On June 21, 2002 the Inter-American Court of Human Rights (IACHR) condemned Trinidad and Tobago for violating the American Convention on Human Rights. The Court ordered Trinidad to improve detention conditions in conformity with international standards and to amend its law, which has not been updated since 1925, under which the death penalty is mandatory and must be imposed regardless of the circumstances of the offence or any mitigating factors.
On July 6, 2004, the Privy Council unanimously confirmed that the mandatory death penalty is inhuman and degrading and contrary to international human rights law, but it was divided on a legal challenge to the constitutionality of the death penalty in Trinidad and Tobago and Barbados. The judges, sitting in full court, found with five votes to four, that the clear wording of the constitutions of these two states barred them from striking the mandatory death penalty down as unconstitutional. The majority found that the constitutions protected individuals from "inhuman or degrading punishment" or "cruel and unusual treatment or punishment", but they had provisions protecting laws already existing at the time the constitutions were written - such as those instituting the automatic death penalty for murderers - from being invalidated by the constitutions. The mandatory death penalty in Trinidad and Tobago, and Barbados, was thus upheld.
This ruling overturned a November 2003 Privy Council ruling finding the automatic death penalty in Trinidad and Tobago unconstitutional. Then the Privy Council - sitting in a panel of five - by a narrow majority of three to two found the mandatory death sentence inconsistent with the country’s international obligations. The appeal to the Law Lords had been brought on behalf of Balkissoon Roodal, on death row since July 1999 for murder.
However the Privy Council, in the July 2004 decision, reprieved more than 100 prisoners then on death row in Trinidad, ruling it would be unfair to deprive them of the benefit of the earlier ruling.
The last executions in Trinidad took place in 1999, 11 in all. Gang leader Dole Chadee and eight members of his gang were hanged in June, over a weekend - three on Friday, three on Saturday and three the following Monday. On July 28, 1999 Anthony Briggs and Wenceslaus James were hanged, though the latter had an appeal pending before the Organisation of American States.
In August 2008, fifty-two people in Trinidad and Tobago convicted of murder had their death sentences commuted to life imprisonment.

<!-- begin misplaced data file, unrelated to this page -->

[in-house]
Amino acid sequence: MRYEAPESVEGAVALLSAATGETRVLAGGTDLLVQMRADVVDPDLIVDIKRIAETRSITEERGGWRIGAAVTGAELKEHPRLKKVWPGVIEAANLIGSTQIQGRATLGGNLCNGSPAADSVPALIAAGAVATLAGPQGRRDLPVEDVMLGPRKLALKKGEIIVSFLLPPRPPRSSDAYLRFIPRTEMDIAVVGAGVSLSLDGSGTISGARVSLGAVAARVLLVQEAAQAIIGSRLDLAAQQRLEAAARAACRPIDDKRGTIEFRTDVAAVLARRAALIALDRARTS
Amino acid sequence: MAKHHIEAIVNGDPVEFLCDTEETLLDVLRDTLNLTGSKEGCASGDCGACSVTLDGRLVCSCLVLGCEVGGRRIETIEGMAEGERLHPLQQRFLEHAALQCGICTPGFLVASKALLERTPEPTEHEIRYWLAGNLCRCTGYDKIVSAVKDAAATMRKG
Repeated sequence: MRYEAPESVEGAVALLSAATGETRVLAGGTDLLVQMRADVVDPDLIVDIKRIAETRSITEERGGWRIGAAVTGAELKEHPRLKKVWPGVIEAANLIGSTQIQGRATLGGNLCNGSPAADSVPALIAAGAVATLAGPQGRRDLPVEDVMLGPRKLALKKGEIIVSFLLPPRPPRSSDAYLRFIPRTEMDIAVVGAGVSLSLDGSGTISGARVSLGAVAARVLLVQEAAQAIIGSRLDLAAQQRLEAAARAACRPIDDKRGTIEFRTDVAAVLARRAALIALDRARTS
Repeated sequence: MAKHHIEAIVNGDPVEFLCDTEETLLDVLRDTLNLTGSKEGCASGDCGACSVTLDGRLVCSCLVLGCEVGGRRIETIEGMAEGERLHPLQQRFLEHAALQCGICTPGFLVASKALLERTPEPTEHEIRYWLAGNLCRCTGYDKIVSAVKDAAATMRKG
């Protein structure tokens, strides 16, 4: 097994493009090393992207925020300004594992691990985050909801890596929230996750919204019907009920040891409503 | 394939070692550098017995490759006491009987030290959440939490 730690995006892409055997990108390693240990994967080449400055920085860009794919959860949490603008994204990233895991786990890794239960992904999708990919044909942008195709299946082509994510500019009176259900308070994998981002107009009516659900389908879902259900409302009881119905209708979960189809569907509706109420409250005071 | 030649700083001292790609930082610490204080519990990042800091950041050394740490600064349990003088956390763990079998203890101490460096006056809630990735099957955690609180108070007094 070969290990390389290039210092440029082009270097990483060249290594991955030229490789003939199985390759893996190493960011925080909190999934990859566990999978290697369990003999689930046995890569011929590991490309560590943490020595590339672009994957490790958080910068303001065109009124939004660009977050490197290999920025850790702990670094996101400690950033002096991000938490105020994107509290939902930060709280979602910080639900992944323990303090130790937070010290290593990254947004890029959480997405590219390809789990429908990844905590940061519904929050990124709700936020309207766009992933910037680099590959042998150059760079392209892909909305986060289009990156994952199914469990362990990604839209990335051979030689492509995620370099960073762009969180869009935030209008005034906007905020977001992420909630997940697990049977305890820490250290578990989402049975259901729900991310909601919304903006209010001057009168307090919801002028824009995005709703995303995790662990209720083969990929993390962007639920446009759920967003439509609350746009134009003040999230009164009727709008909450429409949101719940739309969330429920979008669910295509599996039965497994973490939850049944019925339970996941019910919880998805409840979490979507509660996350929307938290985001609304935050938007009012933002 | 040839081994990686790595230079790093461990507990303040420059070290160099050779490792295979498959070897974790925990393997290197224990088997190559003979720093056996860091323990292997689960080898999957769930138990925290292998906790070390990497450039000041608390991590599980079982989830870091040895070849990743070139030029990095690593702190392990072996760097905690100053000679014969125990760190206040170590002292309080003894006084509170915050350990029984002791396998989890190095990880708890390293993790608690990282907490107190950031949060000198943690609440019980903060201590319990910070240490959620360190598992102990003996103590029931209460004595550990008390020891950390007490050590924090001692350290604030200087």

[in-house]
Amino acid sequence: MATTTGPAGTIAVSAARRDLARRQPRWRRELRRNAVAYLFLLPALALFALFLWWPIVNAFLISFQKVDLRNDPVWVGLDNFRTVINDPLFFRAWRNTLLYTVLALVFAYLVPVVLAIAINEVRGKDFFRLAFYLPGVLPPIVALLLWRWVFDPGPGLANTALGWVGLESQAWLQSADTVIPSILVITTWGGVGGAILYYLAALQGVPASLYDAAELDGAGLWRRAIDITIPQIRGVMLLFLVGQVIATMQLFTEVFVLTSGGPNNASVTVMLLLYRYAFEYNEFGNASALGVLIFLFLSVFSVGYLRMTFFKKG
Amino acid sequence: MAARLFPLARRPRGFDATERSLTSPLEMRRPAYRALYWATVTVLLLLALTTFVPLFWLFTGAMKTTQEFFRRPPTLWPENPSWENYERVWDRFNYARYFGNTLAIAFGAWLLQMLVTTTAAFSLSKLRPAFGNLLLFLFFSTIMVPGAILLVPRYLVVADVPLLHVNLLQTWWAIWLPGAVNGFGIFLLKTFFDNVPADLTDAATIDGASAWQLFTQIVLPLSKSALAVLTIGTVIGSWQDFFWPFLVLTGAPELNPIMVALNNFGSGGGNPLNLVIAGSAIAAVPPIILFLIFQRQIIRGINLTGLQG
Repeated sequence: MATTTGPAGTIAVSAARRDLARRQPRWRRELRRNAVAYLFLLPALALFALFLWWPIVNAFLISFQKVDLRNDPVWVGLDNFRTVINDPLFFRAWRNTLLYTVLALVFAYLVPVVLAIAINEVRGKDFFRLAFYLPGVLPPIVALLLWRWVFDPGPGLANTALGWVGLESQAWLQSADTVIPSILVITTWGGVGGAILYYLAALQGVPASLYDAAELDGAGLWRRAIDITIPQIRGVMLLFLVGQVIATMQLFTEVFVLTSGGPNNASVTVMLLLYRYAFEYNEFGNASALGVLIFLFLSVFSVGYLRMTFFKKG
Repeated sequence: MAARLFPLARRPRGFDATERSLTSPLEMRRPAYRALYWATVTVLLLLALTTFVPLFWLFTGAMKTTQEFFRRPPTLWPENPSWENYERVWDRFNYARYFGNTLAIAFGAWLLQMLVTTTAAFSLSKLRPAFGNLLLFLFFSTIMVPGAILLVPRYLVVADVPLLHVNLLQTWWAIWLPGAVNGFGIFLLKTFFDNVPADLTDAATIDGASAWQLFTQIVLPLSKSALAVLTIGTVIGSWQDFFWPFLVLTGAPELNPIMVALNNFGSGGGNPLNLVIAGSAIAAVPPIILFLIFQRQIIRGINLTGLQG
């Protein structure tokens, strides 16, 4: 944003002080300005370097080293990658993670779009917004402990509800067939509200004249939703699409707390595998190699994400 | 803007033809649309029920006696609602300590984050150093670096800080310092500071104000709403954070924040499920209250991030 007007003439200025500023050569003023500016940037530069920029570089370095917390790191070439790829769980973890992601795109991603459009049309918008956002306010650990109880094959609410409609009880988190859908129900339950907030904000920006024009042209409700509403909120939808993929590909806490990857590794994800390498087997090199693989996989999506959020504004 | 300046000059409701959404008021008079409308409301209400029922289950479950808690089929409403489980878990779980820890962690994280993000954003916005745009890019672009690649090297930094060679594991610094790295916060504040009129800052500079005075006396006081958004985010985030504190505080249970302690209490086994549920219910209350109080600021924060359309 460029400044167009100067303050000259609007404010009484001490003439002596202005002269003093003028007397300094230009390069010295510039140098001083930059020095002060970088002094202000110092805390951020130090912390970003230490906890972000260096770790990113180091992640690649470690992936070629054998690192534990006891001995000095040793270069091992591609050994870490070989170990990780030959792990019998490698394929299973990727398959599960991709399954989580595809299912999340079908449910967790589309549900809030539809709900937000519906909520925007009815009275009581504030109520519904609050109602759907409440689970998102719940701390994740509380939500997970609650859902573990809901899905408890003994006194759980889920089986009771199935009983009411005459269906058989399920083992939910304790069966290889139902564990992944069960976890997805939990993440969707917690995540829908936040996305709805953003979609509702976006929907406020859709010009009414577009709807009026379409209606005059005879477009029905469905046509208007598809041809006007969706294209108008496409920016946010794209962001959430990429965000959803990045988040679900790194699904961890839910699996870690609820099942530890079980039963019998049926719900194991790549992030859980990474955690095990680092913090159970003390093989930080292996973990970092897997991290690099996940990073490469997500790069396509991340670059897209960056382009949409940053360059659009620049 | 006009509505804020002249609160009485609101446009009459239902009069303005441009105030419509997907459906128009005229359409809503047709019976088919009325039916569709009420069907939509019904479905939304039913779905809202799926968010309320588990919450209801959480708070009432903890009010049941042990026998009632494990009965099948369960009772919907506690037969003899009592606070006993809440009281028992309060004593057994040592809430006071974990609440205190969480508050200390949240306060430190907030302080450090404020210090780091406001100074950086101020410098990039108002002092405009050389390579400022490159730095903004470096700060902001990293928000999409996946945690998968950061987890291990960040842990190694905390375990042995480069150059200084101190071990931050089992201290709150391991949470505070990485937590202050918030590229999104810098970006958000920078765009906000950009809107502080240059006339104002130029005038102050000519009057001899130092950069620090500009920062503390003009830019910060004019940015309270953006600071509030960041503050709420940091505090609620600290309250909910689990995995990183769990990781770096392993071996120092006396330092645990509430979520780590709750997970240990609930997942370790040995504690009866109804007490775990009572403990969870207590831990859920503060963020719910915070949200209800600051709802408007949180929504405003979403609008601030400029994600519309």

Public opinion in Trinidad still favours the death penalty, and its government, as other Caribbean governments, see the death-penalty as a vote winner. Trinidad and Tobago was one of the original signatories of a 2001 agreement to establish the Caribbean Court of Justice (CCJ), meant replace the Privy Council, whose rulings have often stood in the way of hangings in the Caribbean, as the highest court of appeal.
Caribbean countries view the CCJ as the means to throw off the last vestiges of colonialism, but human rights groups have warned that the Court may be a hanging court.
On April 16, 2005, the Caribbean Court of Justice was inaugurated in Port of Spain, Trinidad’s capital, where the CCJ has its headquarters. However, the government has as yet failed to pass the required amendment to its constitution to enable it to accede to the CCJ.
On 16 July 2015, for the first time in 22 years, the Judicial Committee of the Privy Council (JCPC), by a majority ruling, refused to commute the death sentences imposed on two Trinidadian men who were convicted by a jury and sentenced to hang in 2008 by a High Court judge in Port of Spain. Lord Toulsen, who wrote the 30-page judgment, said the basis for their dismissal of the ap-peal against the sentences was that the convicts, Timothy Hunte and Shazad Khan, upon their ap-peal at the local Court of Appeal which was also dismissed, did not raise the argument of the con-stitutionality of their sentence and, as such, it could not be raised as a fresh issue at the JCPC. But even though the Board ruled otherwise in previous appeals where the issue was not raised at the local Court of Appeal, Lord Toulsen said these rulings were wrong and that the Board must now depart from those wrongful judgments.
On December 17, 2018, Trinidad and Tobago voted against the Resolution on a Moratorium on the Use of the Death Penalty at the UN General Assembly.


South America